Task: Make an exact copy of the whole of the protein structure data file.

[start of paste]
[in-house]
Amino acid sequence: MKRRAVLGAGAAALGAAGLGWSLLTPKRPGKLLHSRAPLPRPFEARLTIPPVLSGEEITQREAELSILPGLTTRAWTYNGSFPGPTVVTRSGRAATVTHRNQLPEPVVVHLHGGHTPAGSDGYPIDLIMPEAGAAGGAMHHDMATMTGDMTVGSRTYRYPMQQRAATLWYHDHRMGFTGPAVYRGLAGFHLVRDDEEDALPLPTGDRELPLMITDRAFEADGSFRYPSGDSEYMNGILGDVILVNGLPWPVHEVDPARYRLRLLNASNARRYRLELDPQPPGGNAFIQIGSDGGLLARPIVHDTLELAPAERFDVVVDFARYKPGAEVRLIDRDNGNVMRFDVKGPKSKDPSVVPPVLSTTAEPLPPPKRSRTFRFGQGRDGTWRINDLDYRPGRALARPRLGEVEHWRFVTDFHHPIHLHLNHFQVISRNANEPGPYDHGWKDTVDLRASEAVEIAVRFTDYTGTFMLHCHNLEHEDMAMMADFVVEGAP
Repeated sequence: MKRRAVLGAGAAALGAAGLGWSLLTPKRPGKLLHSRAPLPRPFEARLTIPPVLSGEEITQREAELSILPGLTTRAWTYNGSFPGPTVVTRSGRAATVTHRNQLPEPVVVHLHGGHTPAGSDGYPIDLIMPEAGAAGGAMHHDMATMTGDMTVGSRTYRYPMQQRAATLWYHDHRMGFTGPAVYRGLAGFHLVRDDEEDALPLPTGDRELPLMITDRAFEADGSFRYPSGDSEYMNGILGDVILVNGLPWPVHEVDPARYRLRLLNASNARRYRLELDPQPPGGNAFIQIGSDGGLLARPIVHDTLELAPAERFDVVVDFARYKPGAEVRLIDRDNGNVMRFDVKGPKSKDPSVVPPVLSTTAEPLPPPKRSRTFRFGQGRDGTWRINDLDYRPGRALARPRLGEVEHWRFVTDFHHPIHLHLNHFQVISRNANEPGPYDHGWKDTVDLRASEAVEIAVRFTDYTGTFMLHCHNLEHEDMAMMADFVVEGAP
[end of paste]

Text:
[in-house]
Amino acid sequence: MKRRAVLGAGAAALGAAGLGWSLLTPKRPGKLLHSRAPLPRPFEARLTIPPVLSGEEITQREAELSILPGLTTRAWTYNGSFPGPTVVTRSGRAATVTHRNQLPEPVVVHLHGGHTPAGSDGYPIDLIMPEAGAAGGAMHHDMATMTGDMTVGSRTYRYPMQQRAATLWYHDHRMGFTGPAVYRGLAGFHLVRDDEEDALPLPTGDRELPLMITDRAFEADGSFRYPSGDSEYMNGILGDVILVNGLPWPVHEVDPARYRLRLLNASNARRYRLELDPQPPGGNAFIQIGSDGGLLARPIVHDTLELAPAERFDVVVDFARYKPGAEVRLIDRDNGNVMRFDVKGPKSKDPSVVPPVLSTTAEPLPPPKRSRTFRFGQGRDGTWRINDLDYRPGRALARPRLGEVEHWRFVTDFHHPIHLHLNHFQVISRNANEPGPYDHGWKDTVDLRASEAVEIAVRFTDYTGTFMLHCHNLEHEDMAMMADFVVEGAP
Repeated sequence: MKRRAVLGAGAAALGAAGLGWSLLTPKRPGKLLHSRAPLPRPFEARLTIPPVLSGEEITQREAELSILPGLTTRAWTYNGSFPGPTVVTRSGRAATVTHRNQLPEPVVVHLHGGHTPAGSDGYPIDLIMPEAGAAGGAMHHDMATMTGDMTVGSRTYRYPMQQRAATLWYHDHRMGFTGPAVYRGLAGFHLVRDDEEDALPLPTGDRELPLMITDRAFEADGSFRYPSGDSEYMNGILGDVILVNGLPWPVHEVDPARYRLRLLNASNARRYRLELDPQPPGGNAFIQIGSDGGLLARPIVHDTLELAPAERFDVVVDFARYKPGAEVRLIDRDNGNVMRFDVKGPKSKDPSVVPPVLSTTAEPLPPPKRSRTFRFGQGRDGTWRINDLDYRPGRALARPRLGEVEHWRFVTDFHHPIHLHLNHFQVISRNANEPGPYDHGWKDTVDLRASEAVEIAVRFTDYTGTFMLHCHNLEHEDMAMMADFVVEGAP